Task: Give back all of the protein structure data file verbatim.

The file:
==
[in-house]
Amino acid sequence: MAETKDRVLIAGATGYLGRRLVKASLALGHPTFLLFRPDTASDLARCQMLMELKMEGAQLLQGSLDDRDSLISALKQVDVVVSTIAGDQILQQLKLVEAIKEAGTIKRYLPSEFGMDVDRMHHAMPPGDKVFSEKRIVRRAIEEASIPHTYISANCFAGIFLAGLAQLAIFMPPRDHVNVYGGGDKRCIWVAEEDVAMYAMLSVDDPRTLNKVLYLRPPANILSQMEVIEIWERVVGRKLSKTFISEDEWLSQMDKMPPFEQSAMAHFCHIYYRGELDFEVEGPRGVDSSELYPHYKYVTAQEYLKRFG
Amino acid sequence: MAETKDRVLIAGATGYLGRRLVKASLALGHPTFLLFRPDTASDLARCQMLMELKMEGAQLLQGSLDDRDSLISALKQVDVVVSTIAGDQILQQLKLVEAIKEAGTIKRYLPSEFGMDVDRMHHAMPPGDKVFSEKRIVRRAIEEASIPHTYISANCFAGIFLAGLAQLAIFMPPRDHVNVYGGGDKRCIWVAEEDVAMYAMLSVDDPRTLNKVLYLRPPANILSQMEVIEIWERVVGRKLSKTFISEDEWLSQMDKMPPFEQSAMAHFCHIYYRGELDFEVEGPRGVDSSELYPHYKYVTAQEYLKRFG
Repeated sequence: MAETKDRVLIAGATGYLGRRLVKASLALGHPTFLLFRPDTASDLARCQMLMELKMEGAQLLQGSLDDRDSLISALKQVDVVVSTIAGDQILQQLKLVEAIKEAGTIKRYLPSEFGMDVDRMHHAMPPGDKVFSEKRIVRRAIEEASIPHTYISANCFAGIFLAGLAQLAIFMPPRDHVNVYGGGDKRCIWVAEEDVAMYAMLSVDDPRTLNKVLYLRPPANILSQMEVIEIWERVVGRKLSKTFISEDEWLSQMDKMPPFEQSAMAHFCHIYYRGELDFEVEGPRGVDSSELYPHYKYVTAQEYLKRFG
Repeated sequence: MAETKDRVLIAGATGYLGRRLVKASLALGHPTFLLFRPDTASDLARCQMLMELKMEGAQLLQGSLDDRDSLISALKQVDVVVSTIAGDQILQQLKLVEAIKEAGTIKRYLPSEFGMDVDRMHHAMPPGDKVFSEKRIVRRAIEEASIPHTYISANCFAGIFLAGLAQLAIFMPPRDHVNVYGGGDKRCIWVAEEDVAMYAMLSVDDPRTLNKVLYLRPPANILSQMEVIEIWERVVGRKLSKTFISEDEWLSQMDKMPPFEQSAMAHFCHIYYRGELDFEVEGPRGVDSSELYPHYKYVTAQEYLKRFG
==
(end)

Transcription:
[in-house]
Amino acid sequence: MAETKDRVLIAGATGYLGRRLVKASLALGHPTFLLFRPDTASDLARCQMLMELKMEGAQLLQGSLDDRDSLISALKQVDVVVSTIAGDQILQQLKLVEAIKEAGTIKRYLPSEFGMDVDRMHHAMPPGDKVFSEKRIVRRAIEEASIPHTYISANCFAGIFLAGLAQLAIFMPPRDHVNVYGGGDKRCIWVAEEDVAMYAMLSVDDPRTLNKVLYLRPPANILSQMEVIEIWERVVGRKLSKTFISEDEWLSQMDKMPPFEQSAMAHFCHIYYRGELDFEVEGPRGVDSSELYPHYKYVTAQEYLKRFG
Amino acid sequence: MAETKDRVLIAGATGYLGRRLVKASLALGHPTFLLFRPDTASDLARCQMLMELKMEGAQLLQGSLDDRDSLISALKQVDVVVSTIAGDQILQQLKLVEAIKEAGTIKRYLPSEFGMDVDRMHHAMPPGDKVFSEKRIVRRAIEEASIPHTYISANCFAGIFLAGLAQLAIFMPPRDHVNVYGGGDKRCIWVAEEDVAMYAMLSVDDPRTLNKVLYLRPPANILSQMEVIEIWERVVGRKLSKTFISEDEWLSQMDKMPPFEQSAMAHFCHIYYRGELDFEVEGPRGVDSSELYPHYKYVTAQEYLKRFG
Repeated sequence: MAETKDRVLIAGATGYLGRRLVKASLALGHPTFLLFRPDTASDLARCQMLMELKMEGAQLLQGSLDDRDSLISALKQVDVVVSTIAGDQILQQLKLVEAIKEAGTIKRYLPSEFGMDVDRMHHAMPPGDKVFSEKRIVRRAIEEASIPHTYISANCFAGIFLAGLAQLAIFMPPRDHVNVYGGGDKRCIWVAEEDVAMYAMLSVDDPRTLNKVLYLRPPANILSQMEVIEIWERVVGRKLSKTFISEDEWLSQMDKMPPFEQSAMAHFCHIYYRGELDFEVEGPRGVDSSELYPHYKYVTAQEYLKRFG
Repeated sequence: MAETKDRVLIAGATGYLGRRLVKASLALGHPTFLLFRPDTASDLARCQMLMELKMEGAQLLQGSLDDRDSLISALKQVDVVVSTIAGDQILQQLKLVEAIKEAGTIKRYLPSEFGMDVDRMHHAMPPGDKVFSEKRIVRRAIEEASIPHTYISANCFAGIFLAGLAQLAIFMPPRDHVNVYGGGDKRCIWVAEEDVAMYAMLSVDDPRTLNKVLYLRPPANILSQMEVIEIWERVVGRKLSKTFISEDEWLSQMDKMPPFEQSAMAHFCHIYYRGELDFEVEGPRGVDSSELYPHYKYVTAQEYLKRFG